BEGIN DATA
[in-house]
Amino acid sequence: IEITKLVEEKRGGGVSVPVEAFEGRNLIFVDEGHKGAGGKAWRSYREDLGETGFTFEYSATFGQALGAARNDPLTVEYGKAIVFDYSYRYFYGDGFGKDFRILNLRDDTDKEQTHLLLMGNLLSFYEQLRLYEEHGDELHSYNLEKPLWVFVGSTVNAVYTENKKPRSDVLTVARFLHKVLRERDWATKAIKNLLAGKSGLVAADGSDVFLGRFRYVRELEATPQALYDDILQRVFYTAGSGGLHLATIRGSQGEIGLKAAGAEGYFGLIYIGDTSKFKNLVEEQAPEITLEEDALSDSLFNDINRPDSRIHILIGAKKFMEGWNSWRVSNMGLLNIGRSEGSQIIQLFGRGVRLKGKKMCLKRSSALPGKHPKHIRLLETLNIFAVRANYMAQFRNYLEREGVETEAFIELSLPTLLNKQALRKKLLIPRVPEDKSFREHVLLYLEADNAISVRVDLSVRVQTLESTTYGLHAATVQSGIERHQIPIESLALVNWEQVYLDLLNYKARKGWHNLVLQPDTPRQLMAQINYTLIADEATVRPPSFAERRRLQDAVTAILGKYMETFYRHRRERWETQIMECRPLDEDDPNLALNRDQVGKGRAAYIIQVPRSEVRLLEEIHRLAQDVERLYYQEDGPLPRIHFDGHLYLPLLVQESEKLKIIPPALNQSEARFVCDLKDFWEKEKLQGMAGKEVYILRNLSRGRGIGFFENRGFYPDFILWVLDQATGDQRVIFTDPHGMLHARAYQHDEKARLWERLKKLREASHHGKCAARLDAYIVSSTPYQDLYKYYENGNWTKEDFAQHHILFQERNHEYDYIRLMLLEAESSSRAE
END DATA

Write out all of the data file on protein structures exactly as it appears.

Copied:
[in-house]
Amino acid sequence: IEITKLVEEKRGGGVSVPVEAFEGRNLIFVDEGHKGAGGKAWRSYREDLGETGFTFEYSATFGQALGAARNDPLTVEYGKAIVFDYSYRYFYGDGFGKDFRILNLRDDTDKEQTHLLLMGNLLSFYEQLRLYEEHGDELHSYNLEKPLWVFVGSTVNAVYTENKKPRSDVLTVARFLHKVLRERDWATKAIKNLLAGKSGLVAADGSDVFLGRFRYVRELEATPQALYDDILQRVFYTAGSGGLHLATIRGSQGEIGLKAAGAEGYFGLIYIGDTSKFKNLVEEQAPEITLEEDALSDSLFNDINRPDSRIHILIGAKKFMEGWNSWRVSNMGLLNIGRSEGSQIIQLFGRGVRLKGKKMCLKRSSALPGKHPKHIRLLETLNIFAVRANYMAQFRNYLEREGVETEAFIELSLPTLLNKQALRKKLLIPRVPEDKSFREHVLLYLEADNAISVRVDLSVRVQTLESTTYGLHAATVQSGIERHQIPIESLALVNWEQVYLDLLNYKARKGWHNLVLQPDTPRQLMAQINYTLIADEATVRPPSFAERRRLQDAVTAILGKYMETFYRHRRERWETQIMECRPLDEDDPNLALNRDQVGKGRAAYIIQVPRSEVRLLEEIHRLAQDVERLYYQEDGPLPRIHFDGHLYLPLLVQESEKLKIIPPALNQSEARFVCDLKDFWEKEKLQGMAGKEVYILRNLSRGRGIGFFENRGFYPDFILWVLDQATGDQRVIFTDPHGMLHARAYQHDEKARLWERLKKLREASHHGKCAARLDAYIVSSTPYQDLYKYYENGNWTKEDFAQHHILFQERNHEYDYIRLMLLEAESSSRAE